Help us challenge the proposed increase in charges for EA permits
Thames Rivers Trust is concerned that the Environment Agency is proposing to increase charges for permits. This could severely damage the ability of Rivers Trusts and others to carry out work on projects to improve river habitats for wildlife and people.
The EA has published a consultation (open until the 26th January 2018) which proposes increases to the charges for permits to carry out habitat improvement work of the type rivers trusts, wildlife trusts and angling clubs have been doing for years.
We would encourage everyone to respond. The consultation and all supporting documents can be found via this link.
It’s quite a daunting document, however there are only one or two sections that are directly relevant. We have a draft response below, with six key points you may wish to use. Just copy and paste it into ‘section 8.1’. You will also need to fill out sections 8.3 and 8.4.
“I am writing to object to the scale of proposed increases for charges for permits to carry out habitat improvement works to improve the environment and habitat in rivers. Throughout this consultation there an assumption of commercial gain. There are many community groups, river trusts, angling organisations and wildlife groups who, with limited funds, are currently making a very real and important contribution towards improving rivers and streams for the benefit of the wider community. The improvements are all contributing to reaching Water Framework Directive targets to improve waterbodies across the country.”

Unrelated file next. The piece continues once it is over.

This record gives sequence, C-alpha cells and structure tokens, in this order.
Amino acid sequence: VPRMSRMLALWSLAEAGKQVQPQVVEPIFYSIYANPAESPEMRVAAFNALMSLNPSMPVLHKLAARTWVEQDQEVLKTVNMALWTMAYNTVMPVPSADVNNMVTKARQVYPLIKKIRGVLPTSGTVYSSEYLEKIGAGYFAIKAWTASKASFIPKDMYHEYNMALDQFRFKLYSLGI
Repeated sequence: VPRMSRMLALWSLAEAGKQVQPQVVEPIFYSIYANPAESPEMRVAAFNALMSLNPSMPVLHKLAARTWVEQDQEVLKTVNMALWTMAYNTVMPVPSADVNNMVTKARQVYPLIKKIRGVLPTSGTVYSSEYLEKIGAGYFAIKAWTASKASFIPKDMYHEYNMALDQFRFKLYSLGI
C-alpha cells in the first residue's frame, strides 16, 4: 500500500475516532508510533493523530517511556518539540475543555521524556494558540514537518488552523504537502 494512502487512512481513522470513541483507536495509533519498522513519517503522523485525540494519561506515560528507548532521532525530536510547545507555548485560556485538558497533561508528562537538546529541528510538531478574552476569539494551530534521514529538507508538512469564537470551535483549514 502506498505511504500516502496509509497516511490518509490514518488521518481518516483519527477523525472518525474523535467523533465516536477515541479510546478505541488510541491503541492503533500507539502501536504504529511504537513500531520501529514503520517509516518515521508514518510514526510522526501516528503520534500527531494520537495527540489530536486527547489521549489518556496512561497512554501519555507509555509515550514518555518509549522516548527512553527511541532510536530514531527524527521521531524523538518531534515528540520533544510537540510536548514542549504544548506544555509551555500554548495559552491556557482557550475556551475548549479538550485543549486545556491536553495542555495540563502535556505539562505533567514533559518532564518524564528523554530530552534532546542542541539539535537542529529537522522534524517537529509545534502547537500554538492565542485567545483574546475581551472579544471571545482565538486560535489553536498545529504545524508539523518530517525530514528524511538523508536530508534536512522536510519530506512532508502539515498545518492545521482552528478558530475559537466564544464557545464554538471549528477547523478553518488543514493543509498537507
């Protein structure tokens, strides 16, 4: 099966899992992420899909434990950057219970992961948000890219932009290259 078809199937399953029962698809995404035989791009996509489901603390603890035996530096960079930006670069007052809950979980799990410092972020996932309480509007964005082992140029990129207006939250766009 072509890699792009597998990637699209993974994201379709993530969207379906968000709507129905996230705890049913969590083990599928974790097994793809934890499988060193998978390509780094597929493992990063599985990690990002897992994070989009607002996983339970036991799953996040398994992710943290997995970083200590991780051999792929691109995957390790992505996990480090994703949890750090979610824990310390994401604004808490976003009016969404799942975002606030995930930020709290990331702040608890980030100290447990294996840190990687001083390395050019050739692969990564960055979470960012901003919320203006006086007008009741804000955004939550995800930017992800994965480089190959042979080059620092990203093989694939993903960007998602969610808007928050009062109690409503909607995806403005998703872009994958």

Key points you could make include:
1. The proposed charges are extortionately high. Far too great to reasonably expect small organisations to pay up front, especially for small scale community based work relying on charitable funding.
2. The charges imply that there will be financial gain from river improvement – for the projects River Trusts and similar organisations work on this is not true – the benefit is to the wider ecology and society – and to meet Water Framework Directive objectives.
3. The charges effectively penalise people for doing the right thing.
4. The charges will deter anyone thinking about making improvements to their river from making any contact with the EA. This will mean that the expertise and advice available will not be accessed and poor quality un-consented works will result.
5. The current ‘exemptions’ are confusing but a constructive approach would be improve the rules defining exemptions to provide a simple route for the Environment Agency to consent low risk works.
6. A two tier charging system with lower rates for charities and works carried out for public benefit would be welcome.
Thank you for your support.